The concern from these findings is that there is often a low chance of survival, higher costs of care, and greater treatment challenges when cancer care is delayed. The best chance of successful treatment for certain cancers is correlated to early screening.
It’s therefore good news that measures are being put in place to ensure more people can access breast screenings.
According to a spokeswoman for NHS England, “The pandemic has inevitably meant that some patient services have been disrupted, which is why the NHS in England is investing more than £70 million in additional funding for screening capacity, so people can get the checks they need.
“Extra weekend and evening clinics will help every woman who needs a screen to access one, and the NHS in England has also been offering open invitations to get screened, so if you’re invited for a screening appointment, please come forward and attend.”
Diagnosing Cancer Late Could Seriously Affect Health Outcomes
If your cancer was diagnosed late you could be entitled to claim compensation. Mistakes made in the diagnosis of cancer could result from GPs misdiagnosing cancer or failing to refer a patient for further tests or scans. Mistakes could be made in the analysis of test or scan results.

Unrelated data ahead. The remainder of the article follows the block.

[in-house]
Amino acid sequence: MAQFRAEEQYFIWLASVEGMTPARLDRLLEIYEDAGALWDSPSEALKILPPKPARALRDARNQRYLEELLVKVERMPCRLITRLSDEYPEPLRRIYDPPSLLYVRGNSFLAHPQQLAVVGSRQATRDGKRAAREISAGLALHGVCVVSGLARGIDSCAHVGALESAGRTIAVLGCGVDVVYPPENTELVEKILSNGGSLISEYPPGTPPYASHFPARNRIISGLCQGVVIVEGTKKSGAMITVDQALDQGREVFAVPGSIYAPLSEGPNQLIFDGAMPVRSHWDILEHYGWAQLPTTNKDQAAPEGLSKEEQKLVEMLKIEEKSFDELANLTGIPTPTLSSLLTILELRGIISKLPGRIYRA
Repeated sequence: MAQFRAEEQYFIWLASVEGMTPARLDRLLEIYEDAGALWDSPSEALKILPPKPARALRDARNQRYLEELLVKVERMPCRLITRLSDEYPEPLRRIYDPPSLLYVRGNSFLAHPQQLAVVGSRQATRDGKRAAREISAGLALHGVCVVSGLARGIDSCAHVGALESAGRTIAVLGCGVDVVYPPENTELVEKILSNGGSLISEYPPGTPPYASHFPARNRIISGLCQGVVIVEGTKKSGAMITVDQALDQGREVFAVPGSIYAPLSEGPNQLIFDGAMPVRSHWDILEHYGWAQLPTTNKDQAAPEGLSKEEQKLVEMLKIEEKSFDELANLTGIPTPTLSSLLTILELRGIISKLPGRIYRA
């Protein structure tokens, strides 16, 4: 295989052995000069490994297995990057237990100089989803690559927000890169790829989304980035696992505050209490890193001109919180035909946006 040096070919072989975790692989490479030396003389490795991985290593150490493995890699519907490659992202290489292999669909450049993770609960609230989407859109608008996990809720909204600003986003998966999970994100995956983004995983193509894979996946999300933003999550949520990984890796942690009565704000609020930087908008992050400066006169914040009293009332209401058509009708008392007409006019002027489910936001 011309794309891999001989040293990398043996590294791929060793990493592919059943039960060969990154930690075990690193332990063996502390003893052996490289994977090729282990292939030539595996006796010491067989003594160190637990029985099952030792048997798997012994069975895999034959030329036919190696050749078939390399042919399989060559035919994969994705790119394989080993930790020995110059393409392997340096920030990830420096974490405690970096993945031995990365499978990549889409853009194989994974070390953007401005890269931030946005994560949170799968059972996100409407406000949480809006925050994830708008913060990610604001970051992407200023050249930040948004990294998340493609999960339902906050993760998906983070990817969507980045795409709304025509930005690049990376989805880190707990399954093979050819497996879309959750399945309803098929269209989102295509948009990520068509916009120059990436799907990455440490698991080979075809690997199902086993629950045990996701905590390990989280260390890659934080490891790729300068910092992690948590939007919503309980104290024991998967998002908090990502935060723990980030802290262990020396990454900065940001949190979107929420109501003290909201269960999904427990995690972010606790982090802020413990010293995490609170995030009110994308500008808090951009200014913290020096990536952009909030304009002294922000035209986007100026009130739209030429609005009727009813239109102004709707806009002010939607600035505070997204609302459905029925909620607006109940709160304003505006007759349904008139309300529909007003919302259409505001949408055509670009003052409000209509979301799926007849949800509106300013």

If you are unsure if what happened to you was an act of medical negligence, contact our cancer misdiagnosis claims team who will take the time to listen with empathy and advise if you have a valid claim. Devonshires Claims’ highly experienced medical misdiagnosis compensation solicitors will support you through the whole process of obtaining compensation if you have experienced negligent care or treatment relating to cancer.
For more information or to start your free case evaluation, contact our ‘No Win No Fee’ cancer negligence solicitors today on 0333 900 8787, email email@example.com or complete our online form.